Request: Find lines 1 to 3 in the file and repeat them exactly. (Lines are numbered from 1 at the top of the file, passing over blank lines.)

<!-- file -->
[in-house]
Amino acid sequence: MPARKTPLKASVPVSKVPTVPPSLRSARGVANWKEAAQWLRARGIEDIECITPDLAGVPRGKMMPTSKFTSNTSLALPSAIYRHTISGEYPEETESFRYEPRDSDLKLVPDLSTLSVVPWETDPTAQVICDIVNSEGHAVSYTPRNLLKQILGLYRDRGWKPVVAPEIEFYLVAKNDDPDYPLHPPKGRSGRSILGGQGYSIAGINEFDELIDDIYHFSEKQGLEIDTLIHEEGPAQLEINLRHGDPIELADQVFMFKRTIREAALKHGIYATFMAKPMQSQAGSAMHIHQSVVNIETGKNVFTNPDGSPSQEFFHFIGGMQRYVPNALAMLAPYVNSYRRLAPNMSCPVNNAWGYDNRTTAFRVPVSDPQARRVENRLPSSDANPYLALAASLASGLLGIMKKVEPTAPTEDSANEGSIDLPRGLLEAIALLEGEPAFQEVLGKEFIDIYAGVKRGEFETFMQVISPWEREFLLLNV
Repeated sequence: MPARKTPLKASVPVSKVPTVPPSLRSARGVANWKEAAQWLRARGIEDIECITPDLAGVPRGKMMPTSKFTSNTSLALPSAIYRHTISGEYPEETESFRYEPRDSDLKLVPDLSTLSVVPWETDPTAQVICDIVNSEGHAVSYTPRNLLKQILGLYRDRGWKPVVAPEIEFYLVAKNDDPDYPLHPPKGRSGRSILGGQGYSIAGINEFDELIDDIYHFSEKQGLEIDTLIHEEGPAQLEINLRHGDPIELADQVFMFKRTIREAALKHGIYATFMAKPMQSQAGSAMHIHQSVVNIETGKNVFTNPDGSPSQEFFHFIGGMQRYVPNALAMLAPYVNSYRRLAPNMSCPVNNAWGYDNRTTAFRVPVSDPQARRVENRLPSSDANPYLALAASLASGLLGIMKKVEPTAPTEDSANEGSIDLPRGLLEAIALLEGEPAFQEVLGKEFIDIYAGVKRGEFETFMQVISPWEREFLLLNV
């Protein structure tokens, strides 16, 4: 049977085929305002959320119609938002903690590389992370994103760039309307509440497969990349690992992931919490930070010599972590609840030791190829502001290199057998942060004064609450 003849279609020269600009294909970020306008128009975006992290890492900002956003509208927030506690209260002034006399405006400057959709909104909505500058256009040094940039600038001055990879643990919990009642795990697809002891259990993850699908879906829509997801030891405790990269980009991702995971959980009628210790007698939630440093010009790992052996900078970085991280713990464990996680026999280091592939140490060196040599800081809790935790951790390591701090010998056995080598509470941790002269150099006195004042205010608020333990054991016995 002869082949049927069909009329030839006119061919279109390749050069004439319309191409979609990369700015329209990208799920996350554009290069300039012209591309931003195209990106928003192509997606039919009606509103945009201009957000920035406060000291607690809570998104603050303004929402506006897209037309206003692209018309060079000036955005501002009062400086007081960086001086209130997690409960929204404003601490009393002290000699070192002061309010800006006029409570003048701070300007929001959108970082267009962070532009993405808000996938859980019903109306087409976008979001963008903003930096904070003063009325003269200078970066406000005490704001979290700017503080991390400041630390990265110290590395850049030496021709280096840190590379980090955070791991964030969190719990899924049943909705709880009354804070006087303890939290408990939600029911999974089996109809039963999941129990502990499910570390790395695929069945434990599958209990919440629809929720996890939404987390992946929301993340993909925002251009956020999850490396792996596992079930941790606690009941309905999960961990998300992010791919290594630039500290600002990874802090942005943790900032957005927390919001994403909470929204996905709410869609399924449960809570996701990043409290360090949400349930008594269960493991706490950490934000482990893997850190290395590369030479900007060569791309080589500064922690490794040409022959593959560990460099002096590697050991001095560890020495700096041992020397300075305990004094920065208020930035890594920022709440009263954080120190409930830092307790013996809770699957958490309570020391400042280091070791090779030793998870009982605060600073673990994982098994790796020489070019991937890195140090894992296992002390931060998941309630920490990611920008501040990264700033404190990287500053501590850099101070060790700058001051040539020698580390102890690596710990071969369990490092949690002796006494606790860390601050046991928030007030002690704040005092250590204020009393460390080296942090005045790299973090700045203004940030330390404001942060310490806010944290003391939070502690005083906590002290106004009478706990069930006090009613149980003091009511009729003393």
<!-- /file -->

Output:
[in-house]
Amino acid sequence: MPARKTPLKASVPVSKVPTVPPSLRSARGVANWKEAAQWLRARGIEDIECITPDLAGVPRGKMMPTSKFTSNTSLALPSAIYRHTISGEYPEETESFRYEPRDSDLKLVPDLSTLSVVPWETDPTAQVICDIVNSEGHAVSYTPRNLLKQILGLYRDRGWKPVVAPEIEFYLVAKNDDPDYPLHPPKGRSGRSILGGQGYSIAGINEFDELIDDIYHFSEKQGLEIDTLIHEEGPAQLEINLRHGDPIELADQVFMFKRTIREAALKHGIYATFMAKPMQSQAGSAMHIHQSVVNIETGKNVFTNPDGSPSQEFFHFIGGMQRYVPNALAMLAPYVNSYRRLAPNMSCPVNNAWGYDNRTTAFRVPVSDPQARRVENRLPSSDANPYLALAASLASGLLGIMKKVEPTAPTEDSANEGSIDLPRGLLEAIALLEGEPAFQEVLGKEFIDIYAGVKRGEFETFMQVISPWEREFLLLNV
Repeated sequence: MPARKTPLKASVPVSKVPTVPPSLRSARGVANWKEAAQWLRARGIEDIECITPDLAGVPRGKMMPTSKFTSNTSLALPSAIYRHTISGEYPEETESFRYEPRDSDLKLVPDLSTLSVVPWETDPTAQVICDIVNSEGHAVSYTPRNLLKQILGLYRDRGWKPVVAPEIEFYLVAKNDDPDYPLHPPKGRSGRSILGGQGYSIAGINEFDELIDDIYHFSEKQGLEIDTLIHEEGPAQLEINLRHGDPIELADQVFMFKRTIREAALKHGIYATFMAKPMQSQAGSAMHIHQSVVNIETGKNVFTNPDGSPSQEFFHFIGGMQRYVPNALAMLAPYVNSYRRLAPNMSCPVNNAWGYDNRTTAFRVPVSDPQARRVENRLPSSDANPYLALAASLASGLLGIMKKVEPTAPTEDSANEGSIDLPRGLLEAIALLEGEPAFQEVLGKEFIDIYAGVKRGEFETFMQVISPWEREFLLLNV